2. Motion to compel production of documents. Dr. Cardone appeals the denial of his motion to compel production of the Fertility Center's patient records. The defendants objected to the plaintiff's motion to compel on the ground that providing such information would violate the privacy and confidentiality interests of the patients. BRMC also rejected the plaintiff's proposed “Confidentiality Agreement,” drafted to “assuage BRMC's concern for patient confidentiality.” A Superior Court judge denied the plaintiff's motion, with the exception of “aged accounts.” The defendants produced all documents responsive to the court's order. The plaintiff's renewed motion to compel was also denied.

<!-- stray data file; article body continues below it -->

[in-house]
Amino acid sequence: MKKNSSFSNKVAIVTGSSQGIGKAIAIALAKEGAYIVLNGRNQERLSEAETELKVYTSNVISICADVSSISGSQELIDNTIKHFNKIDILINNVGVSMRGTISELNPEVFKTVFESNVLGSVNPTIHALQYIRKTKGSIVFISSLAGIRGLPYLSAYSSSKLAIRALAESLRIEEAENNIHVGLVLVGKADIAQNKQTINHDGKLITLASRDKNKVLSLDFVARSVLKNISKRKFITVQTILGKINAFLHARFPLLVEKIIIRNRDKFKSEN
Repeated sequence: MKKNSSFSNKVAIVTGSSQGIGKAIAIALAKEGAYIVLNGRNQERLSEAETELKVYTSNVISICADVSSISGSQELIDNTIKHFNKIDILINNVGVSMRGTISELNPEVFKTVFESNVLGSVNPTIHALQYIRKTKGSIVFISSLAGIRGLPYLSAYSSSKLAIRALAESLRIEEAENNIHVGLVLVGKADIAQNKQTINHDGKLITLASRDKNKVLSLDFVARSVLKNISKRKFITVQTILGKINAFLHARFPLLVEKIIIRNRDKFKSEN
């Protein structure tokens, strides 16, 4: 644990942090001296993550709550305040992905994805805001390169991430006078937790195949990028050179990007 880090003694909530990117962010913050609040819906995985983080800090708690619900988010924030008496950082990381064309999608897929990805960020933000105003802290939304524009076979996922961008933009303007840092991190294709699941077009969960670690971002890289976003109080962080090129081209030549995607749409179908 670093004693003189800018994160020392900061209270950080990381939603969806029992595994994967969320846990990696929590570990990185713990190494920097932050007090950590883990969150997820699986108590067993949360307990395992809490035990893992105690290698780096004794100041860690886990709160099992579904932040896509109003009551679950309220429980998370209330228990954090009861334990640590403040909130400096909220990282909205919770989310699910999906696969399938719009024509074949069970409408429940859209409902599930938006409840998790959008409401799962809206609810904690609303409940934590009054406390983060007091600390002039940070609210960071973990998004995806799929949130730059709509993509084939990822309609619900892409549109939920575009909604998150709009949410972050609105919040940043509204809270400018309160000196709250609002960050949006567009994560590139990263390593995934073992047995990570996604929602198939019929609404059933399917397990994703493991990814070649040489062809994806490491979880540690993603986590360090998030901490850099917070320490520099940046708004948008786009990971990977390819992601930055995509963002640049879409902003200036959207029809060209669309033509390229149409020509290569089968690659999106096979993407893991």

“The conduct and scope of discovery is within the sound discretion of the judge.” Solimene v. B. Grauel & Co., KG, 399 Mass. 790, 799, 507 N.E.2d 662 (1987). See Bishop v. Klein, 380 Mass. 285, 288, 402 N.E.2d 1365 (1980); Symmons v. O'Keeffe, 419 Mass. 288, 302, 644 N.E.2d 631 (1995); Buster v. George W. Moore, Inc., 438 Mass. at 653, 783 N.E.2d 399. Dr. Cardone must show that the denial of his motion to compel constituted such an abuse of discretion. A single justice of this court denied the plaintiff's petition for relief, stating, “[t]he management of discovery is quintessentially the business of the trial judge.” See Beaupre v. Cliff Smith & Assocs., 50 Mass.App.Ct. 480, 485, 738 N.E.2d 753 (2000) (appellate courts accord great deference to discovery rulings of trial judges). Further, the single justice stated, “[t]he Superior Court judge's limitations on discovery are consistent with concern for the patients' rights of privacy.” See Alberts v. Devine, 395 Mass. 59, 68, 479 N.E.2d 113, cert. denied sub nom. Carroll v. Alberts, 474 U.S. 1013, 106 S.Ct. 546, 88 L.Ed.2d 475 (1985) (“all physicians owe their patients a duty, for violation of which the law provides a remedy, not to disclose without the patient's consent medical information about the patient, except to meet a serious danger to the patient or others”).